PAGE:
1. Discover something new.

Still no idea what you want to do when you’re a grown-up publisher? Good. A placement is the perfect opportunity to investigate a new area. I always believed that rights and contracts was not an area of publishing that I wanted to work in. To me a contract was a complex monstrosity of legalese that only lawyers could ever decipher. And then Jean, the Head of Publishing at Scotland Street took me to a contracts training session at Publishing Scotland. I agreed to go because I thought that I should make an attempt to understand contracts. I’m incredibly glad I went along. The session broke contracts down into something I could understand. At the end of the day, a contract is really just common sense dressed up with precise and complicated language. Now the moment I see a job advertisement for a contracts or rights assistant I will be pouncing on it. Being open to discovering new aspects of the industry could take you down a whole new path in life.

  1. Introduce yourself.

At a placement you will be working closely with a number of people. So, introduce yourself. Even if you won’t be working closely with them, introducing yourself to a person can help feel like part of the team. Not everyone will be happy and friendly, but you’ll find that most people in publishing are. And a simple hello can lead to a strong working relationship with you colleagues. They’ll understand if your nervous, they were once just like you.

  1. Watch your workload.

Being busy is par for the course when you’re studying an MSc and its more than likely that you will be busy with classes at the same time as you’re doing your placement. Don’t be afraid to offer to do some extra work for your placement. I have answered emails and finished off small jobs for Scotland Street outside of my normal office hours. But Jean has also been careful to watch how much extra she asks of me outside of my normal days. You should also watch your workload and make sure you take time for yourself. Sit back, read and book and recharge and your work will be better for it.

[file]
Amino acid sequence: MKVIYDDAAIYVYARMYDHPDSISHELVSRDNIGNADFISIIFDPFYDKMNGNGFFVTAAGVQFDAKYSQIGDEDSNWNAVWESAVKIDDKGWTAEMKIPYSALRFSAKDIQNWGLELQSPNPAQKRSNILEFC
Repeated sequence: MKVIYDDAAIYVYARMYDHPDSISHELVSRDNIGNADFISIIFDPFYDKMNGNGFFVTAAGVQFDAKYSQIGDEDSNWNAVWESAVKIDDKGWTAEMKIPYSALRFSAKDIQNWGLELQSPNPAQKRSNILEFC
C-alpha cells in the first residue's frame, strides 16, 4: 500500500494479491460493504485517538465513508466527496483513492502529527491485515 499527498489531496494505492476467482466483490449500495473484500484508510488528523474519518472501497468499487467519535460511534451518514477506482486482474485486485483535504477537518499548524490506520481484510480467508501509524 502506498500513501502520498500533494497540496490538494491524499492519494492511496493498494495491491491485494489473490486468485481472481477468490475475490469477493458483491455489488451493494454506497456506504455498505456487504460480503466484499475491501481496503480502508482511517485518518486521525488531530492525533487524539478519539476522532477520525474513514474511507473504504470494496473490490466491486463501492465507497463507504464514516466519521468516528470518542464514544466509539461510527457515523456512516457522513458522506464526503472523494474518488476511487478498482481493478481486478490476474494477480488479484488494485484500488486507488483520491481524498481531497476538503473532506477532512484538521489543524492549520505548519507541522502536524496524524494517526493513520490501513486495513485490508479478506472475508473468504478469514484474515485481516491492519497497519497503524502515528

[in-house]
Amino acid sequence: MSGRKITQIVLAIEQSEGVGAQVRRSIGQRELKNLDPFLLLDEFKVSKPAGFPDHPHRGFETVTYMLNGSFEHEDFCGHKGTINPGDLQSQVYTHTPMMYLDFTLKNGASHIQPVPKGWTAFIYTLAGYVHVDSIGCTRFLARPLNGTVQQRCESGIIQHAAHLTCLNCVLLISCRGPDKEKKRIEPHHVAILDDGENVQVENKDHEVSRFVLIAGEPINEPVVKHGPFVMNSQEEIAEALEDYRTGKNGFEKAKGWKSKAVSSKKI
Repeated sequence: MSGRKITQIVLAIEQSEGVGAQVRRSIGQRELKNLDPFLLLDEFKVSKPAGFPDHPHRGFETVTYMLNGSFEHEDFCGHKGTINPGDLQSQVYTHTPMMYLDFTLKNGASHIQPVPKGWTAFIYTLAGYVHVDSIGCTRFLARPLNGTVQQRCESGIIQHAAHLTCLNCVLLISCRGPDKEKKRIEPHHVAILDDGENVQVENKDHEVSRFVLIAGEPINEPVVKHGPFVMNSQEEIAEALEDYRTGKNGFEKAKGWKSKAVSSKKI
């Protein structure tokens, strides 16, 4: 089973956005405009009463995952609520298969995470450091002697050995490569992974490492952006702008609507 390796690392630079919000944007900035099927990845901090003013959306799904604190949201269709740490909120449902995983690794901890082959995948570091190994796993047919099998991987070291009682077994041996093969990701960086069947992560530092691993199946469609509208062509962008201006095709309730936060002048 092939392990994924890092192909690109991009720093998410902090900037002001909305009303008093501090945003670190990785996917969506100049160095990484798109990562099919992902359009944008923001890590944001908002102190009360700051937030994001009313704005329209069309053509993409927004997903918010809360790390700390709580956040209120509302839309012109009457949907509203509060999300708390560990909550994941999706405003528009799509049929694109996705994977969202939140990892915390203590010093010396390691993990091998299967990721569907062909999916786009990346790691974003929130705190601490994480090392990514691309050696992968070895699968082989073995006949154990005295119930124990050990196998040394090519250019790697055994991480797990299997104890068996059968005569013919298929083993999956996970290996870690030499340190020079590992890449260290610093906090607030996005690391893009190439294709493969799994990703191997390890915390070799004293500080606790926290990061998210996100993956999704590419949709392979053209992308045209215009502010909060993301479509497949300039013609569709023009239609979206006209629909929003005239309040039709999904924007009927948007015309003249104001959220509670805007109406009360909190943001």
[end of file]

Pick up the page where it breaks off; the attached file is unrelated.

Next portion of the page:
Bonus: The Tea

It’s a common joke that an interns job is to make the tea. Don’t worry it isn’t. But why not get to know people by learning how they like theirs? Like introducing yourself, it’s a good way to get to know your colleagues if it’s a small team you work with. For example, Scotland Street’s only permanent member of staff is Jean so at times it will just be her and whichever interns are in for the day. Many a nightmare project can be calmed by a good cup of tea delivered at the right time. But on the other side of that, let your colleague know how you like yours. The last thing you want is to be stuck with a milk and two sugars when you only take it black for the entire placement!